The tranquillity flows from nowhere and gradually engulfs me, in its many fangled self… catching me unaware. All of a sudden, everything goes quiet… just some birds chirping in the distance, their twitter hanging in the bushes. The labyrinthine trails at my feet are meandering deep into the woods. A few steps further in and I am lost. I am in Sanjay Van, in around 626 hectares of forest that forms the densest part of Delhi’s ridge area. Extending from Qutub Institutional Area to Aruna Asaf Ali Marg in south west Delhi, Sanjay Van is a part of the Kishangarh forest, a crucial green zone in the city. Not many have heard of this retreat and more often than not, the mention of this place brings an obvious and oft heard query, ‘Sanjay Van? But where is this place? Is it really a van…as in a jungle?’
This retreat indeed is a jungle, but without the regular trappings or fixings that the ‘jungle’ word entails. There’s no tiger here, no deadly beast, no nothing. Just some overly shy peacocks – who at the sound of the slightest footsteps, nonchalantly glide to take refuge behind the thickets. Then there are foxes and jackals too, and some bored neelgais. But the main draw, of course, is the abundance of peace and tranquillity.
Traversing on the jungle’s numerous branching pathways; I come across many a diverging trail, wondering which one to take. I move on straight ahead, taking in the sundry sights, marvelling at the snake pits, the smell of dense wild bushes and shrubs, at the same time taking in the echo of my footfall – sounding somewhat eerie and strange crushing against the dry leaves on the pebbled pathways. The huge expanse of dense bushes, the many trees and seemingly never ending winding dirt trails strike a chord with the naturalist in me and lighten up my senses. The whole feel of the place seems surprisingly unreal, more so, because I know I am in the middle of a busy city with its bustling life, its skyscrapers and its mad chaotic traffic.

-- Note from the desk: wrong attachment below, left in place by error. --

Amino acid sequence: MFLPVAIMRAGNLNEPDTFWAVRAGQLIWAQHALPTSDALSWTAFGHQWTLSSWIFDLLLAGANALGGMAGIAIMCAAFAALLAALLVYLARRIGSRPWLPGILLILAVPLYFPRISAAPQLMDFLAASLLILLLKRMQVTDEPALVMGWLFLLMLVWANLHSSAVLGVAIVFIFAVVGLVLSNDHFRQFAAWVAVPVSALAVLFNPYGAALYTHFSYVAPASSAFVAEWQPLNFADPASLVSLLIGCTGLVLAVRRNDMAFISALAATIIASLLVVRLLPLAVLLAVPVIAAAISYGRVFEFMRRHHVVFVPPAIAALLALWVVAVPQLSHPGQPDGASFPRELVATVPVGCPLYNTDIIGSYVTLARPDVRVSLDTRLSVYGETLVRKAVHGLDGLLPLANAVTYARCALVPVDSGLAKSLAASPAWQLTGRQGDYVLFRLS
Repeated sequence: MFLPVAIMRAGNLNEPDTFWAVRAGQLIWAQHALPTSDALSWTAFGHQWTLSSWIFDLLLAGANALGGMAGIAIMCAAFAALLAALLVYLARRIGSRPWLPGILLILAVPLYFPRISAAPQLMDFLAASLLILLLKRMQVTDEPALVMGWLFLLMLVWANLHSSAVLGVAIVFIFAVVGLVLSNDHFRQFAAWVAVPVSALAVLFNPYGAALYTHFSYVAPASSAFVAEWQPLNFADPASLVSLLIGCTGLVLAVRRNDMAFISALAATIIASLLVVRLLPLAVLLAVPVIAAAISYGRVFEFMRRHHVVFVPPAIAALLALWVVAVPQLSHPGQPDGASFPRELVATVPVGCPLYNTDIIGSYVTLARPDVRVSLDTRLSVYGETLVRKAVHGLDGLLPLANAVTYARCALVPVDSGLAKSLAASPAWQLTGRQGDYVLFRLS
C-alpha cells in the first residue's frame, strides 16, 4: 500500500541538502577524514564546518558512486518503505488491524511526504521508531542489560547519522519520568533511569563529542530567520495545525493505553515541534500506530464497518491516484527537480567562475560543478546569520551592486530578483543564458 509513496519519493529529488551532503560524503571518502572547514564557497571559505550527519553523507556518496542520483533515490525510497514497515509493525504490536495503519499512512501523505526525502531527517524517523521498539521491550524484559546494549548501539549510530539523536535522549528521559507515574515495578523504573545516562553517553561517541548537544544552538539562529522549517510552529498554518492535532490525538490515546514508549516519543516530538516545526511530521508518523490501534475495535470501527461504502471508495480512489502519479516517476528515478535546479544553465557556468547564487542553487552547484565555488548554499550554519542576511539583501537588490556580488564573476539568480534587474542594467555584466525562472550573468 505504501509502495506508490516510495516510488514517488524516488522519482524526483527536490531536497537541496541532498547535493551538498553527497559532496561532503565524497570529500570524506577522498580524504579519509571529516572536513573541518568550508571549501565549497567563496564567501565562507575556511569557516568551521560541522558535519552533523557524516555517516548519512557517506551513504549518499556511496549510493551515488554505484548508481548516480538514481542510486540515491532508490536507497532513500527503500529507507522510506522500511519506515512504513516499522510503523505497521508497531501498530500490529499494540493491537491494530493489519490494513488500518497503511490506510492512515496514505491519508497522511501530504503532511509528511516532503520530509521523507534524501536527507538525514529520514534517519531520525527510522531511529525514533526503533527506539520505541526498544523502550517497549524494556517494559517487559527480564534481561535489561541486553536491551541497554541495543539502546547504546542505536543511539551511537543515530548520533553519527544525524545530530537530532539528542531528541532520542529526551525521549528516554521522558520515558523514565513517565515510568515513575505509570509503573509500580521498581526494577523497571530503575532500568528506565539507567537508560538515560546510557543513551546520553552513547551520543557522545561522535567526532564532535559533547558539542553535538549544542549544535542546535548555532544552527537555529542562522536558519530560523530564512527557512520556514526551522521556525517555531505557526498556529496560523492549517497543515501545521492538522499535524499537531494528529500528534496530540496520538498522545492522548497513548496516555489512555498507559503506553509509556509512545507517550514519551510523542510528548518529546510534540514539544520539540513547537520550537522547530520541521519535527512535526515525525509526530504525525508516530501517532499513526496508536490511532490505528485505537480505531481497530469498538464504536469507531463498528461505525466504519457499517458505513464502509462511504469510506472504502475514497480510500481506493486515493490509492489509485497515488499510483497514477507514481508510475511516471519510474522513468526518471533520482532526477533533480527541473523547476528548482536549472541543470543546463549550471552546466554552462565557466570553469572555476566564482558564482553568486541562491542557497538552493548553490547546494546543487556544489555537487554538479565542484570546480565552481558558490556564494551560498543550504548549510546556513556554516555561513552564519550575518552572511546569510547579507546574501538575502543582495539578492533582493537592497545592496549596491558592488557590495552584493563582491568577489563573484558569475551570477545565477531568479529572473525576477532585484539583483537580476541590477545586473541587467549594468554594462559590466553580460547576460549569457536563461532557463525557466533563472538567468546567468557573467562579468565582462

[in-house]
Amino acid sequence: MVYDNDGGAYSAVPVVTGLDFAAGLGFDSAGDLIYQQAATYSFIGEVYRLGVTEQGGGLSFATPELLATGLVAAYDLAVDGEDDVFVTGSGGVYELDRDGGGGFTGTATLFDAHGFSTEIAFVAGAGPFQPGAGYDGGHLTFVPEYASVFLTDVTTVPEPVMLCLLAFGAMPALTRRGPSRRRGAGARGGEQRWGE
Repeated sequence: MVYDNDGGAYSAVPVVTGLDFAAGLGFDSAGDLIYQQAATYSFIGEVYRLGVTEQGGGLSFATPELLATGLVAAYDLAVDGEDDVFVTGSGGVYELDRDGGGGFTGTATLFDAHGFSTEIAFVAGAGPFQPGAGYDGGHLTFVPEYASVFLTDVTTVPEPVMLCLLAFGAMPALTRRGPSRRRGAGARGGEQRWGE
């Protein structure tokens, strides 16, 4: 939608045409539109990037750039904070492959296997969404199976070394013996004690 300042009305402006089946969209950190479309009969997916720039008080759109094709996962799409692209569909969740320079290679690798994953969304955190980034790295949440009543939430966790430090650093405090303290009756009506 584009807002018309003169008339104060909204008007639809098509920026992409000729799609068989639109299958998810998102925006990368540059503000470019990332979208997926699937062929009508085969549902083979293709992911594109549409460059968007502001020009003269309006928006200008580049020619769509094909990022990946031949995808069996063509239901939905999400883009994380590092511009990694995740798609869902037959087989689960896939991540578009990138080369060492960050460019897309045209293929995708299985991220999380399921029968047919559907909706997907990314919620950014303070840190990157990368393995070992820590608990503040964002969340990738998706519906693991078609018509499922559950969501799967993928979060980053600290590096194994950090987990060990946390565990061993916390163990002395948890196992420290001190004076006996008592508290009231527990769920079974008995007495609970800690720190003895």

I tread on, side stepping the many colonies of black ants, quietude piquing my curiosity and pulling me further in. Passers-by here are few and far between – just some women from the nearby villages, collecting dry wood from the jungle, and some occasional afternoon strollers, out for their post lunch walk.
Walking further down the trail, I come to some neglected ruins, which look like the peripheral wall of some old monument. Not much has been documented about this austere structure, but the view from atop here is awe inspiring – an almost surreal vista of south Delhi landscape, with its overgrown stretch of wild shrubs and bushes, lush green trees spread across many hectares and then sprawling buildings in the distance.
In time, I start retracing my steps, just as the sun begins to go down in the western horizon. The twitter of the birds is faint now…the trails too seem to be settling down for the night, trying to hide themselves in the dark. I walk out, feeling refreshed and rejuvenated, promising myself to come back again some other day…come back to take my fill of the peace and solitude, which Sanjay van offers so in abundance.